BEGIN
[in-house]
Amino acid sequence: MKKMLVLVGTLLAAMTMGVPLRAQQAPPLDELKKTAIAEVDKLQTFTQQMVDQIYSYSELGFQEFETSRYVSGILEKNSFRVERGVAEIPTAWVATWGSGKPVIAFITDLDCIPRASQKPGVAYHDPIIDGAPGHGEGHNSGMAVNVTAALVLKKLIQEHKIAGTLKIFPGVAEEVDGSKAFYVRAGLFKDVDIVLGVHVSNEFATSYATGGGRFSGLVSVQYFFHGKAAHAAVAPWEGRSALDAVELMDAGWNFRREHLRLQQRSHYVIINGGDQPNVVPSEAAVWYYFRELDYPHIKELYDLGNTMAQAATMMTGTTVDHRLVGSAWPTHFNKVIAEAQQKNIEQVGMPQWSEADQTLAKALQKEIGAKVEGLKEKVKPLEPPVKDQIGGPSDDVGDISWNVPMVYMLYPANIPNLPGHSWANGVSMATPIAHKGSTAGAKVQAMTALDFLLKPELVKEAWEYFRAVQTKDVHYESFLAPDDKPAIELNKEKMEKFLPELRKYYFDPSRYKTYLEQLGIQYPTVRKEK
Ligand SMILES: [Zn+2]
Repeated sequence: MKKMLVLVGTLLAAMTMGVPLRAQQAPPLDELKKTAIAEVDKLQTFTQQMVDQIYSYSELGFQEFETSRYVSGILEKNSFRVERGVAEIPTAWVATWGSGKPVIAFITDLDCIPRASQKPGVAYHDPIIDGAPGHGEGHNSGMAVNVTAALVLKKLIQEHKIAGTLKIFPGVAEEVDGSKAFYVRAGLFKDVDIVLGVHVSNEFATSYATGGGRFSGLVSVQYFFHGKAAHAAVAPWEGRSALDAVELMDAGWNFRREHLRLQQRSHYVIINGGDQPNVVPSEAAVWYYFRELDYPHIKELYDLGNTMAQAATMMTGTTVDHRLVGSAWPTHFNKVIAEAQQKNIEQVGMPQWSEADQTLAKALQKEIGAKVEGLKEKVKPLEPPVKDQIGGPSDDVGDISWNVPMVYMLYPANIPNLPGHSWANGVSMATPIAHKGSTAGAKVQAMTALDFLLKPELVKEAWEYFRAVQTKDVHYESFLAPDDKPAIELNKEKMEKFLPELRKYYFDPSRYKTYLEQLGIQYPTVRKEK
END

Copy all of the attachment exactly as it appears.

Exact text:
[in-house]
Amino acid sequence: MKKMLVLVGTLLAAMTMGVPLRAQQAPPLDELKKTAIAEVDKLQTFTQQMVDQIYSYSELGFQEFETSRYVSGILEKNSFRVERGVAEIPTAWVATWGSGKPVIAFITDLDCIPRASQKPGVAYHDPIIDGAPGHGEGHNSGMAVNVTAALVLKKLIQEHKIAGTLKIFPGVAEEVDGSKAFYVRAGLFKDVDIVLGVHVSNEFATSYATGGGRFSGLVSVQYFFHGKAAHAAVAPWEGRSALDAVELMDAGWNFRREHLRLQQRSHYVIINGGDQPNVVPSEAAVWYYFRELDYPHIKELYDLGNTMAQAATMMTGTTVDHRLVGSAWPTHFNKVIAEAQQKNIEQVGMPQWSEADQTLAKALQKEIGAKVEGLKEKVKPLEPPVKDQIGGPSDDVGDISWNVPMVYMLYPANIPNLPGHSWANGVSMATPIAHKGSTAGAKVQAMTALDFLLKPELVKEAWEYFRAVQTKDVHYESFLAPDDKPAIELNKEKMEKFLPELRKYYFDPSRYKTYLEQLGIQYPTVRKEK
Ligand SMILES: [Zn+2]
Repeated sequence: MKKMLVLVGTLLAAMTMGVPLRAQQAPPLDELKKTAIAEVDKLQTFTQQMVDQIYSYSELGFQEFETSRYVSGILEKNSFRVERGVAEIPTAWVATWGSGKPVIAFITDLDCIPRASQKPGVAYHDPIIDGAPGHGEGHNSGMAVNVTAALVLKKLIQEHKIAGTLKIFPGVAEEVDGSKAFYVRAGLFKDVDIVLGVHVSNEFATSYATGGGRFSGLVSVQYFFHGKAAHAAVAPWEGRSALDAVELMDAGWNFRREHLRLQQRSHYVIINGGDQPNVVPSEAAVWYYFRELDYPHIKELYDLGNTMAQAATMMTGTTVDHRLVGSAWPTHFNKVIAEAQQKNIEQVGMPQWSEADQTLAKALQKEIGAKVEGLKEKVKPLEPPVKDQIGGPSDDVGDISWNVPMVYMLYPANIPNLPGHSWANGVSMATPIAHKGSTAGAKVQAMTALDFLLKPELVKEAWEYFRAVQTKDVHYESFLAPDDKPAIELNKEKMEKFLPELRKYYFDPSRYKTYLEQLGIQYPTVRKEK